More than approx. 1,500 Toronto residents affected
Canada’s tallest condo without water – Residents in Toronto’s Aura, a 78-storey mixed-use skyscraper had a rude awakening when they went to turn on their taps this morning and no water appeared.
Condo unit owners received emails from management stating that low pressure levels from the City side caused AURA’s booster pumps to cease at around 2 am. The statement from management says the pumps are unique to AURA and could take as long as 7 weeks to repair.
But AURA residents can now breathe a big sigh of relief, Toronto Times has just learned that “management are pleased to announce they have found an alternative solution and water should be restored by midnight.”
Also, residents have been told that they can use showers and washrooms in Crunch Fitness on the fourth floor of Aura and that bottled water will be available in their lobby starting at 4:00 pm.
The Management and Board also issued an update on exactly what happened. The building is equipped with multiple water pumps to supply its water. Many of these pumps broke down due to situations out of their control,” says the management. They also said the pumps are on order but could take several weeks to arrive. Then last night a broken City water main from the adjacent building led to the breakdown of the last remaining working pump at AURA.
This morning, residents assembled in the condo’s lobby fearing the worst because that was what AURA management was projecting. They were looking for answers and concerned about where they were going to find housing to get them through the seven weeks of waiting for the repair to take place.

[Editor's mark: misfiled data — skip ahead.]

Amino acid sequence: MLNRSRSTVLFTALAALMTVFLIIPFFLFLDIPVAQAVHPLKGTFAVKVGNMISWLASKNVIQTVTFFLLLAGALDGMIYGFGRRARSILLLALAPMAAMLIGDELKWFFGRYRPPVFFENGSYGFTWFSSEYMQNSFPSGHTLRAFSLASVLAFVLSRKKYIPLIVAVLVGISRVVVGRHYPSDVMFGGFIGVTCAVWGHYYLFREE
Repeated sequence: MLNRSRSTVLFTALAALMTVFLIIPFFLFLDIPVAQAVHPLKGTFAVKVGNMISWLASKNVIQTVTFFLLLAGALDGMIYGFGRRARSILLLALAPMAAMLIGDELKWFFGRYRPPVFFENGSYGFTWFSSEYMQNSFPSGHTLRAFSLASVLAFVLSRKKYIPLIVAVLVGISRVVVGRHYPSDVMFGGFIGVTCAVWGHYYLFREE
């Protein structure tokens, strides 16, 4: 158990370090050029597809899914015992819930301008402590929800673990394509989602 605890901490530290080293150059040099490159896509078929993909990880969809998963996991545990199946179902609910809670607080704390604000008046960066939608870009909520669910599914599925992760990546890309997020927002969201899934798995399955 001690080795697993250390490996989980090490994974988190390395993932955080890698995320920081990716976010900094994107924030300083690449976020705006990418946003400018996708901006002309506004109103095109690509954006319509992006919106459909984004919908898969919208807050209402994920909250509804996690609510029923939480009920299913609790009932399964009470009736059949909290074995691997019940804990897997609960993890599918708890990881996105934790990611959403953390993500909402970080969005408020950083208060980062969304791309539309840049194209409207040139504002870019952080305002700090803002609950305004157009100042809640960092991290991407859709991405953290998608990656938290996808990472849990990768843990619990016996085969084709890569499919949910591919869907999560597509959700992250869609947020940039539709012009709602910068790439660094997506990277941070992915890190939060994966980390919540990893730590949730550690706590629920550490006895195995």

The mixed-use condo, which took four years to complete in 2014 is located at 386 Yonge Street in the College Park area of Yonge and Gerrard. With 79 floors and 995 units, AURA is currently recognised as having more floors than any other building in Canada and is the fourth tallest building in the country standing at 273 metres (896 ft.). Only Toronto’s First Canadian Place, St. Regis and Scotia Plaza stand taller.
A follow-up statement told residents that a team of technicians were working on the site and they are trying alternative options to resolve the matter. The letter says the Canderel, the builder has been notified and is looking into borrowing a pump from a construction site while the manufacturer of the ceased pumps is now also on the case.
The most recent statement says the taps should be flowing again by midnight. So, what began as a shocking blow and major inconvenience and stress to AURA residents has now become a minor inconvenience as they wait for their water to come back on.
On January 22, the City had announced that downtown residents in specific areas may receive lower water pressure as they were commencing emergency watermain repairs near Gerrard and Yonge. The statement read: “the City of Toronto will begin repairs on a watermain near Gerrard Street and Yonge Street that was damaged by a private contractor on January 20.”
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